Another example is the USD 4.25 bn bond issue by the Inter-American Development Bank, which is aimed at promoting SDG 3 in the area of health and wellbeing.

4. How SAIs are engaged in SDG-related activities
Progress in achieving the Sustainable Development Goals largely depends on effective monitoring, analysis and control of this process. With the overall conditions for achieving SDG targets deteriorating as a result of the COVID-19 pandemic, SAIs are playing an increasingly important role in assessing national government performance. Moving from audit of preparedness to assessment of progress in implementing the SDGs, SAIs are rethinking not only their work plans but also some priorities.
The European Court of Auditors has revised its 2020 Work Programme because of the COVID-19 pandemic. The scope, approach and timing of several ongoing tasks have been adjusted. The ECA has added two new reviews to its work programme: on the EU's contribution to health development and on economic policy responses to the pandemic.
In its performance audit report “Promoting Sustainable Development,” the Audit Office of Finland concluded that agencies should systematically assess whether their activities are in line with the Sustainable Development Goals. The costs of activities related to promoting sustainable development should be assessed regularly and thoroughly.

5. Russia’s role in implementing the SDGs
Last week, we presented the results of analysing the government system’s preparedness for implementing the Sustainable Development Agenda and we can say with confidence that Russia is ready, by and large. Yet there are several problems involved in understanding the mechanisms for its implementation, distribution of responsibility and management. Even so, it is always important not only to explore a certain topic from the inside but also to compare the results with external evaluations.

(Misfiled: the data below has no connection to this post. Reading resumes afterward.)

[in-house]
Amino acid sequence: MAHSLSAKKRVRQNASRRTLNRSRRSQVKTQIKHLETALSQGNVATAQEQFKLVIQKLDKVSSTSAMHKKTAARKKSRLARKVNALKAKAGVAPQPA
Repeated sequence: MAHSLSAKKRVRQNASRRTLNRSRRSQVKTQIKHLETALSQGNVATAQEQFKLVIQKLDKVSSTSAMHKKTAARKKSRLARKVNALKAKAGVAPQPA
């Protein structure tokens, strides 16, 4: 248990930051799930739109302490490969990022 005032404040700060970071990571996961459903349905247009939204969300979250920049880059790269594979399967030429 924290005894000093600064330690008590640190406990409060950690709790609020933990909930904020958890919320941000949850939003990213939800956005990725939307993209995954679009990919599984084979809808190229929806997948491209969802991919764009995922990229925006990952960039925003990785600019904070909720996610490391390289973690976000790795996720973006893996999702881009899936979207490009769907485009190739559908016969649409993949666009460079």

A special Sustainable Development Goals Index (SDG Index) has been developed for measuring the implementation of the SDGs. Russia scored 70.9 points based on the results of the cross-country analysis measuring the SDG implementation progress in 2019. The list is led by the developed European nations. Russia ranks 55th. It is worth noting that, when calculating the SDG Index for Russia, the experts marked Goal 1 "Eradicating Poverty" as having been achieved, giving it a score of 100. Goal 4 “Quality of Education” is approaching the same level. The lowest score was given to Goal 14 “Life below the water.”
Given the rapid progress made by other countries and the extensive international experience in this area, Russia, according to experts from the Higher School of Economics, needs to develop a national strategy for sustainable development as soon as possible, integrating the 2030 Agenda into it and incorporating the SDGs into key strategic development documents.